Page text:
Upon meeting at a gambling establishment, CR and I got into a dispute over the probability of a certain event. CR believed that a particular slot machine paid off 1 time out of 3, when it flickered a blue light, and 3 times out of 7 when it was illuminated pink. I argued that it paid on average 3 times out of 8, no matter what light was on. We both agreed, however, that the blue light is on 9/16 of the time, while pink glows the remaining 7/16 of the time.

The dispute raged on, and neither of us could be swayed by the other's argument. Exasperated, CR offered to beat me with the whiteboard bearing his calculations. But I suggested a wager instead:

We'd set the odds as CR calculated; and I would choose which side to bet on. Thus we'd set our betting odds on "machine payoff" 1 ruble against 2 for a blue light and 3 rubles against 4 for a pink light. And I would, naturally, bet on a "payoff" in the case of "blue", and against a "payoff" in the case of "pink."

This being a popular slot machine and many casino guests waiting in line to get to it, we’d have no shortage of statistical samples.

"This way, each of us can stick to their opinion, but at the end of the day one of us will walk away richer," says I.

Is that bet a fair resolution for the dispute (statistically)? If not, how is it uneven?

Assume for the purposes of this problem that one of us is right and another is wrong (not both wrong). Make no assumptions regarding our respective faculties to estimate probabilities.

## Question

## Prime 15

This probability problem was born of this forum.

Upon meeting at a gambling establishment, CR and I got into a dispute over the probability of a certain event. CR believed that a particular slot machine paid off 1 time out of 3, when it flickered a blue light, and 3 times out of 7 when it was illuminated pink. I argued that it paid on average 3 times out of 8, no matter what light was on. We both agreed, however, that the blue light is on 9/16 of the time, while pink glows the remaining 7/16 of the time.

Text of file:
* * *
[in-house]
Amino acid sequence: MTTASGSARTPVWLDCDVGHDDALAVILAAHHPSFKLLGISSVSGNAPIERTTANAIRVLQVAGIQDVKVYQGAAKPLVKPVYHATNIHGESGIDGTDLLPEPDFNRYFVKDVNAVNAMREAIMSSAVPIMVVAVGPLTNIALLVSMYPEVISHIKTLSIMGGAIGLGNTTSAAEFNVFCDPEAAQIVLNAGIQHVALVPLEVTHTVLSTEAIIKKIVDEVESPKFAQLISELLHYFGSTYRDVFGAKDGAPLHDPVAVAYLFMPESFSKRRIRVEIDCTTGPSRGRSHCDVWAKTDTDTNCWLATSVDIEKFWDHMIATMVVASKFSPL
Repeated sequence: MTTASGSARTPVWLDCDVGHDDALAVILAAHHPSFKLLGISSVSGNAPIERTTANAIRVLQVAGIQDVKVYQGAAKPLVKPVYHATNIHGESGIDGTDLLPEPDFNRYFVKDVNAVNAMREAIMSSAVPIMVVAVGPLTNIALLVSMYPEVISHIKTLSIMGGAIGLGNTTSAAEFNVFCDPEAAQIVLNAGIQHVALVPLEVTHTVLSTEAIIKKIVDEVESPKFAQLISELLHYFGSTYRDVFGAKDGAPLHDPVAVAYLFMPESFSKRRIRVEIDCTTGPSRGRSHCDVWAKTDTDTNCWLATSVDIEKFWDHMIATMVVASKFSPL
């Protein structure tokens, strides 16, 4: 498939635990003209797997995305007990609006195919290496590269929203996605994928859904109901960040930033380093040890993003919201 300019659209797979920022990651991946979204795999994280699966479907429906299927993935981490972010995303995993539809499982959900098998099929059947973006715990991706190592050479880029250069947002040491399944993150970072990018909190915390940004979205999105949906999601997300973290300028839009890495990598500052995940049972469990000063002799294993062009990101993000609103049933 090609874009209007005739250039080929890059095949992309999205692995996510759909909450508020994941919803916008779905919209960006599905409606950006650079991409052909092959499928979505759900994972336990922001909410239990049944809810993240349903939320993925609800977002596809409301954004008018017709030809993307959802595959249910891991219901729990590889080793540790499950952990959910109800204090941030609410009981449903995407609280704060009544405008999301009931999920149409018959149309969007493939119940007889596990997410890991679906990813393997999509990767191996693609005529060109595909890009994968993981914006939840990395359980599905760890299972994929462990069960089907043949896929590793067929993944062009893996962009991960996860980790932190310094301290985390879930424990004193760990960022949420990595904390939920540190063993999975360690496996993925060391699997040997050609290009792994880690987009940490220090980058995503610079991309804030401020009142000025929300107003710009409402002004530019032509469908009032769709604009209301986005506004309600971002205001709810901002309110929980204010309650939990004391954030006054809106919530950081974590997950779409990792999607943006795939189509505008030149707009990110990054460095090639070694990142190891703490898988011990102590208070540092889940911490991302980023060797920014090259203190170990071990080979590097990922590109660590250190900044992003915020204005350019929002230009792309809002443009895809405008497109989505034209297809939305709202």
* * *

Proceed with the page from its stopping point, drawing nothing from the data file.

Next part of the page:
The dispute raged on, and neither of us could be swayed by the other's argument. Exasperated, CR offered to beat me with the whiteboard bearing his calculations. But I suggested a wager instead:

We'd set the odds as CR calculated; and I would choose which side to bet on. Thus we'd set our betting odds on "machine payoff" 1 ruble against 2 for a blue light and 3 rubles against 4 for a pink light. And I would, naturally, bet on a "payoff" in the case of "blue", and against a "payoff" in the case of "pink."

This being a popular slot machine and many casino guests waiting in line to get to it, we’d have no shortage of statistical samples.

"This way, each of us can stick to their opinion, but at the end of the day one of us will walk away richer," says I.

Is that bet a fair resolution for the dispute (statistically)? If not, how is it uneven?

Assume for the purposes of this problem that one of us is right and another is wrong (not both wrong). Make no assumptions regarding our respective faculties to estimate probabilities.

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